Important limitations of this study pertain to its reliance on self-report data (e.g., no achievement data were assessed) and the short time span studied. It might be that because stability was so high in this study, we did not find more frequent profile changes among girls as expected.

Overall, a research focus on the development of motivational profiles is worthwhile to capture the heterogeneity within and between students: it is very unlikely that every person develops in the same way (Molenaar, 2004). Accordingly, the results of this study suggest that the associations between (the development of) motivational beliefs, gender, and career plans vary across different levels and patterns of motivation.

Ethics Statement

The Berlin Senate for Education, Youth, and Research approved the study. An ethics approval was not required at the time the study was conducted as per the then applicable institutional and national guidelines and regulations. All subjects gave written informed consent in accordance with the Declaration of Helsinki.

Author Contributions

Both authors analyzed the data from a research project (MOVE) designed and conducted by RL and jointly contributed to the writing of the article.

Conflict of Interest Statement

The authors declare that the research was conducted in the absence of any commercial or financial relationships that could be construed as a potential conflict of interest.

Supplementary Material

The Supplementary Material for this article can be found online at:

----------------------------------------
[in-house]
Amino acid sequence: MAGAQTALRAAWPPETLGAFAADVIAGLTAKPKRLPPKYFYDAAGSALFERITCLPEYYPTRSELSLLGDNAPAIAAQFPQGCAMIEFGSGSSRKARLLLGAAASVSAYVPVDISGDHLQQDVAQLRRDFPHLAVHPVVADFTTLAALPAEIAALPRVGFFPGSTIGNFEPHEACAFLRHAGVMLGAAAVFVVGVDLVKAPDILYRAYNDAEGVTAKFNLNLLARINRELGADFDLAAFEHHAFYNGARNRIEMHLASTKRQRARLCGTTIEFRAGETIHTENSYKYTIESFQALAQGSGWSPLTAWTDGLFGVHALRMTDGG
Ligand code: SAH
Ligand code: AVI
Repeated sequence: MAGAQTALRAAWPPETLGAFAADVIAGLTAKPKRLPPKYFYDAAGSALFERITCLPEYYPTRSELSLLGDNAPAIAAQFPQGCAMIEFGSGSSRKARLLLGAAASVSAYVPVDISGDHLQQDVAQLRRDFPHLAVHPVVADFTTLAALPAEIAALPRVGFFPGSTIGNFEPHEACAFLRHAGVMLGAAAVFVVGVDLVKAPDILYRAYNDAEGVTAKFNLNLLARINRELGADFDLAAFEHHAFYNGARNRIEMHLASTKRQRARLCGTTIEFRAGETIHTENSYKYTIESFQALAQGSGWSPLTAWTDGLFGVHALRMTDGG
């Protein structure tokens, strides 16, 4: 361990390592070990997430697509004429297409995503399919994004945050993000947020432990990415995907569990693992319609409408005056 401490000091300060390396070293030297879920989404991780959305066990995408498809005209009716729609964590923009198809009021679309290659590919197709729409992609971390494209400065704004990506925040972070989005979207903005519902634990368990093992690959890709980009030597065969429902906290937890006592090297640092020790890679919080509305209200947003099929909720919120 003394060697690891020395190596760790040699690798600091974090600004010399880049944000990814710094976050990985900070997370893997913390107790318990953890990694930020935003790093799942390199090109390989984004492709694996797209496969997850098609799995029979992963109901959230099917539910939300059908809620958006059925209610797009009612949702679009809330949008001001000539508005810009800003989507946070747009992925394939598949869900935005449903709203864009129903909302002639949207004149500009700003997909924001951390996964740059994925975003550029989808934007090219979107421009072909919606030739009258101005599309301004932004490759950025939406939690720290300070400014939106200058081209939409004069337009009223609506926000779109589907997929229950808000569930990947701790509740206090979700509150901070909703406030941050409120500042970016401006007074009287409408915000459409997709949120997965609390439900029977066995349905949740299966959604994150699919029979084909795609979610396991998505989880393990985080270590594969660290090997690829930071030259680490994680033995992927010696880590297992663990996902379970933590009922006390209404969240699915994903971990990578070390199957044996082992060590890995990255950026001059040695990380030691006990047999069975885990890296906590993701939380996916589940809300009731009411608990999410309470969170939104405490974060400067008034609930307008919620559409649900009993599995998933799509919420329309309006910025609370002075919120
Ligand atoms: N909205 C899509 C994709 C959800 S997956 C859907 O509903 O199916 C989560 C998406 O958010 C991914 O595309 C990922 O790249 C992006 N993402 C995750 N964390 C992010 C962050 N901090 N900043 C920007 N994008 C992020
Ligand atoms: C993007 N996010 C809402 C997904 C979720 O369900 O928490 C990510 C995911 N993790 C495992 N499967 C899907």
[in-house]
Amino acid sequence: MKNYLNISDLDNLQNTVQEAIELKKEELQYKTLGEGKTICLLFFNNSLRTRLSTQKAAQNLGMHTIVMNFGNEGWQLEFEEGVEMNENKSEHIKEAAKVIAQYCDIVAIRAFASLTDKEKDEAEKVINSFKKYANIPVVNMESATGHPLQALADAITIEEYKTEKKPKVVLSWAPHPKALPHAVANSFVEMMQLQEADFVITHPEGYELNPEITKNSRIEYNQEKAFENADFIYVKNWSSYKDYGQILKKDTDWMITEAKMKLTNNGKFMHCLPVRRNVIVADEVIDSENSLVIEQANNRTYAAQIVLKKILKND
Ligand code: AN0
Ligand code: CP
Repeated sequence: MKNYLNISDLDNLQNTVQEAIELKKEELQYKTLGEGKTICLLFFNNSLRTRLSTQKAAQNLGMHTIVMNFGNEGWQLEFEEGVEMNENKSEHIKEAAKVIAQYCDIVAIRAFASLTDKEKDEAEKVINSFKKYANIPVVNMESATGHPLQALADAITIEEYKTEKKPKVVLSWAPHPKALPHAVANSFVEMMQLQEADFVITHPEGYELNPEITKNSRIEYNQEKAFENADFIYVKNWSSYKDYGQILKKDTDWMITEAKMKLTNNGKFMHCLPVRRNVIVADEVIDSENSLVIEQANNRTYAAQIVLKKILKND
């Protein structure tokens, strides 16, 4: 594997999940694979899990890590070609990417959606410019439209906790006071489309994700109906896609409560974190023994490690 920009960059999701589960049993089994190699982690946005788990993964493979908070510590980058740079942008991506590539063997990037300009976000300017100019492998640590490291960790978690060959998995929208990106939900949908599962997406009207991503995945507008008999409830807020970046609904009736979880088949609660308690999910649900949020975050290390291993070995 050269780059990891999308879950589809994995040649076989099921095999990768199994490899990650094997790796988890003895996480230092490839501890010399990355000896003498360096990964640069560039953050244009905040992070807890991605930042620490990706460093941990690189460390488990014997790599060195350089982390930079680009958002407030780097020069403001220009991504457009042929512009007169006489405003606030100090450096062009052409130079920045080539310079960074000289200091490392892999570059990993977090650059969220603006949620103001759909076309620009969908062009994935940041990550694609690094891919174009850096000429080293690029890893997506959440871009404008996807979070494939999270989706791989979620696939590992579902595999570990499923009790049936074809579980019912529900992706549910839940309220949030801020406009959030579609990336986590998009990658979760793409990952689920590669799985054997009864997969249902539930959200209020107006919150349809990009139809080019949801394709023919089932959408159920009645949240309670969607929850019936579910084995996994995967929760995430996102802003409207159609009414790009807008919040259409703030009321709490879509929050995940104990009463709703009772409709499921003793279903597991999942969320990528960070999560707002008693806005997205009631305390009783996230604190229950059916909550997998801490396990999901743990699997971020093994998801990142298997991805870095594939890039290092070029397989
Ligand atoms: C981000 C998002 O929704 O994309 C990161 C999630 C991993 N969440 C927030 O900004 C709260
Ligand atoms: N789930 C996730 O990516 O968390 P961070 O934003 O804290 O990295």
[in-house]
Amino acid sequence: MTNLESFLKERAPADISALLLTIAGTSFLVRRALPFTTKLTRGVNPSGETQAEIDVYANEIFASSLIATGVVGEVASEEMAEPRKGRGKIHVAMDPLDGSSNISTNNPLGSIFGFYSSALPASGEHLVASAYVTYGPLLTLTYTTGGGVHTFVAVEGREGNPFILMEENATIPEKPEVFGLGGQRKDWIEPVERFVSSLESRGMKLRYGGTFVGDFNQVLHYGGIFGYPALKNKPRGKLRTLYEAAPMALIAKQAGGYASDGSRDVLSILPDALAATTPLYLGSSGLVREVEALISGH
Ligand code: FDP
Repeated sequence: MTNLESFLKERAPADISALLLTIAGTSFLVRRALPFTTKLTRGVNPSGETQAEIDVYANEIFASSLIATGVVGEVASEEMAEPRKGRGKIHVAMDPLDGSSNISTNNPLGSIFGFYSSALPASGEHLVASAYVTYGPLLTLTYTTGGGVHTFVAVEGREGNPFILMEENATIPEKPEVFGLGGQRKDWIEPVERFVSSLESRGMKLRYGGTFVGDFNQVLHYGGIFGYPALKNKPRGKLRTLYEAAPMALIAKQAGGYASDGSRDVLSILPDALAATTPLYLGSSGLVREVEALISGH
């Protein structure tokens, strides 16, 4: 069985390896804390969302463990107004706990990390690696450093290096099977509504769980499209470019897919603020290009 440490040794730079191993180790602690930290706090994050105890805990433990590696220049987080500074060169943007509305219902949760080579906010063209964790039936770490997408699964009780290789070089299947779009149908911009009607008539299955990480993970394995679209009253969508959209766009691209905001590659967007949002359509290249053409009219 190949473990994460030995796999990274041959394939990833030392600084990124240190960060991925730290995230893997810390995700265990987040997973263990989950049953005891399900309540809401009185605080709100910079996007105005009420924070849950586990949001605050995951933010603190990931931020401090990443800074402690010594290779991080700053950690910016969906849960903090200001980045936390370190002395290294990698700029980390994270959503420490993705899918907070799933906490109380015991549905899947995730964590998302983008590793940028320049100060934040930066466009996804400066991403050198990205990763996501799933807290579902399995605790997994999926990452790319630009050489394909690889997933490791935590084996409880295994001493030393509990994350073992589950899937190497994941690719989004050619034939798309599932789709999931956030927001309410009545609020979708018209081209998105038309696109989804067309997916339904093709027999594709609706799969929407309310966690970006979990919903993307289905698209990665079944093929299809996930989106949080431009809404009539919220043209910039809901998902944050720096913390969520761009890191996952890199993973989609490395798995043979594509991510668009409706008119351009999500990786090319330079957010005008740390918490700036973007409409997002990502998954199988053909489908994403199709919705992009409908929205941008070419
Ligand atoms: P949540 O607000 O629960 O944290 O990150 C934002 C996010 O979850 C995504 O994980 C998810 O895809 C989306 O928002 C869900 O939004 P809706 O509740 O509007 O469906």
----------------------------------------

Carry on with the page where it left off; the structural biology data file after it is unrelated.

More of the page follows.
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Keywords: motivation in mathematics, latent transition analysis/latent profile analysis, expectancy-value theory, heterogeneity, adolescence

Citation: Dietrich J and Lazarides R (2019) Gendered Development of Motivational Belief Patterns in Mathematics Across a School Year and Career Plans in Math-Related Fields. Front. Psychol. 10:1472. doi: 10.3389/fpsyg.2019.01472

Received: 13 January 2019; Accepted: 11 June 2019;
Published: 28 June 2019.

Edited by:

Ana Lucia Pereira, Universidade Estadual de Ponta Grossa, Brazil

Reviewed by:

Sandra Simpkins, University of California, Irvine, United States
Hanna Gaspard, University of Tübingen, Germany

Copyright © 2019 Dietrich and Lazarides. This is an open-access article distributed under the terms of the Creative Commons Attribution License (CC BY). The use, distribution or reproduction in other forums is permitted, provided the original author(s) and the copyright owner(s) are credited and that the original publication in this journal is cited, in accordance with accepted academic practice. No use, distribution or reproduction is permitted which does not comply with these terms.

*Correspondence: Julia Dietrich,